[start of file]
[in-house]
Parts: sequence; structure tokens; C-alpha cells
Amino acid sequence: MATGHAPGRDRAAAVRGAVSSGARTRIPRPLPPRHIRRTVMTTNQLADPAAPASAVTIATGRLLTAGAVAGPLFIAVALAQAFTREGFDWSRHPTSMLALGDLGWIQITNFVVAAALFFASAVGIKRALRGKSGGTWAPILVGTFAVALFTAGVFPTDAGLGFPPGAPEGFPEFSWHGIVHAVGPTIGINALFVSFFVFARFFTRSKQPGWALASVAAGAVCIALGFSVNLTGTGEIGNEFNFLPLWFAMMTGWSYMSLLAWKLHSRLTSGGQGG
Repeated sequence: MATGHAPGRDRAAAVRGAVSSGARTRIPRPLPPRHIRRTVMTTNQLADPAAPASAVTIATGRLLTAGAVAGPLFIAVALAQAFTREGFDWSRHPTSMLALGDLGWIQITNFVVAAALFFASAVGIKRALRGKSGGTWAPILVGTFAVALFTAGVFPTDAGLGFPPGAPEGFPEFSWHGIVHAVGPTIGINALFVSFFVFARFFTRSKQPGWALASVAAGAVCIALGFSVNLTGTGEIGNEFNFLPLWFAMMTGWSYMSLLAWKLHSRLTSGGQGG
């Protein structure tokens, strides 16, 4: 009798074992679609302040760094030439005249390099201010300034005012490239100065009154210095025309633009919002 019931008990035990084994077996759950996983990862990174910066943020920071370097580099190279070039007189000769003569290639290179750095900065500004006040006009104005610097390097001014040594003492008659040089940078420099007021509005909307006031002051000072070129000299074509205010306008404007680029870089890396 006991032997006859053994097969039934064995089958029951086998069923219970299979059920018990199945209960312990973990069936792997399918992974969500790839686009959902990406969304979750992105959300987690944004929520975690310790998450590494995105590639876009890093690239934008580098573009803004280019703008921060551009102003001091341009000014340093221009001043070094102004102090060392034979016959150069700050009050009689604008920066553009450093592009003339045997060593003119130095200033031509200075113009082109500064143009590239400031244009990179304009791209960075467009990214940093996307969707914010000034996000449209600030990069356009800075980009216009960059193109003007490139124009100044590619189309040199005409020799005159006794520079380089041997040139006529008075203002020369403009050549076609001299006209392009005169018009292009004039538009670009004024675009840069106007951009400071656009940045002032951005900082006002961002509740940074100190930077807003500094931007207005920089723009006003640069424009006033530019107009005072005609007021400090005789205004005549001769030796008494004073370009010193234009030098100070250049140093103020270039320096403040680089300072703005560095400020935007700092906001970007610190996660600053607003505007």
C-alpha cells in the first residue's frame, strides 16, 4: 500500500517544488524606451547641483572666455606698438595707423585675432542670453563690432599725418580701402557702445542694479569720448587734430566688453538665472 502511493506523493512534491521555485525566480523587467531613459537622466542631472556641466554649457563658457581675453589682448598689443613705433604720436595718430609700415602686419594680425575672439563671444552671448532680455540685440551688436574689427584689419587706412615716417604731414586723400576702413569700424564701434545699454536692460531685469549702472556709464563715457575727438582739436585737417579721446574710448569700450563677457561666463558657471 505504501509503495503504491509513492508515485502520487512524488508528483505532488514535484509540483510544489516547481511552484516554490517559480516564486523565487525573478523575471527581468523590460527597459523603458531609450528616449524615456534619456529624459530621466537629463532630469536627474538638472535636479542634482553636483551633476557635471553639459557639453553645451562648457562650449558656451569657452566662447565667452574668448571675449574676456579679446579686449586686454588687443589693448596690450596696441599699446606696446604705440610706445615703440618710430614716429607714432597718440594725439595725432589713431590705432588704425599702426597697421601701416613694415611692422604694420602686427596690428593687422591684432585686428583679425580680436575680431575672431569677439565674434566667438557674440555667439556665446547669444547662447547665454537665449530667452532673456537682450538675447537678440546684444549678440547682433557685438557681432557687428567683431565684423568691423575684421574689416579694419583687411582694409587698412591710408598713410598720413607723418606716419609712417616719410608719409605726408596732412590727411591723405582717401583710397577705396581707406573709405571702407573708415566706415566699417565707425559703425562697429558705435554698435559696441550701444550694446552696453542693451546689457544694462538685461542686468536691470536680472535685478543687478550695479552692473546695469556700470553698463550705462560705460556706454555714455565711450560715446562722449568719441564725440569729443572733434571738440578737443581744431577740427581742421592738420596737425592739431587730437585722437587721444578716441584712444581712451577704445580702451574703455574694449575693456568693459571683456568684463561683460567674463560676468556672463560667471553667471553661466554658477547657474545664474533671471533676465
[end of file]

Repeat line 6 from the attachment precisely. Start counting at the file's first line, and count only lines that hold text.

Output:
C-alpha cells in the first residue's frame, strides 16, 4: 500500500517544488524606451547641483572666455606698438595707423585675432542670453563690432599725418580701402557702445542694479569720448587734430566688453538665472 502511493506523493512534491521555485525566480523587467531613459537622466542631472556641466554649457563658457581675453589682448598689443613705433604720436595718430609700415602686419594680425575672439563671444552671448532680455540685440551688436574689427584689419587706412615716417604731414586723400576702413569700424564701434545699454536692460531685469549702472556709464563715457575727438582739436585737417579721446574710448569700450563677457561666463558657471 505504501509503495503504491509513492508515485502520487512524488508528483505532488514535484509540483510544489516547481511552484516554490517559480516564486523565487525573478523575471527581468523590460527597459523603458531609450528616449524615456534619456529624459530621466537629463532630469536627474538638472535636479542634482553636483551633476557635471553639459557639453553645451562648457562650449558656451569657452566662447565667452574668448571675449574676456579679446579686449586686454588687443589693448596690450596696441599699446606696446604705440610706445615703440618710430614716429607714432597718440594725439595725432589713431590705432588704425599702426597697421601701416613694415611692422604694420602686427596690428593687422591684432585686428583679425580680436575680431575672431569677439565674434566667438557674440555667439556665446547669444547662447547665454537665449530667452532673456537682450538675447537678440546684444549678440547682433557685438557681432557687428567683431565684423568691423575684421574689416579694419583687411582694409587698412591710408598713410598720413607723418606716419609712417616719410608719409605726408596732412590727411591723405582717401583710397577705396581707406573709405571702407573708415566706415566699417565707425559703425562697429558705435554698435559696441550701444550694446552696453542693451546689457544694462538685461542686468536691470536680472535685478543687478550695479552692473546695469556700470553698463550705462560705460556706454555714455565711450560715446562722449568719441564725440569729443572733434571738440578737443581744431577740427581742421592738420596737425592739431587730437585722437587721444578716441584712444581712451577704445580702451574703455574694449575693456568693459571683456568684463561683460567674463560676468556672463560667471553667471553661466554658477547657474545664474533671471533676465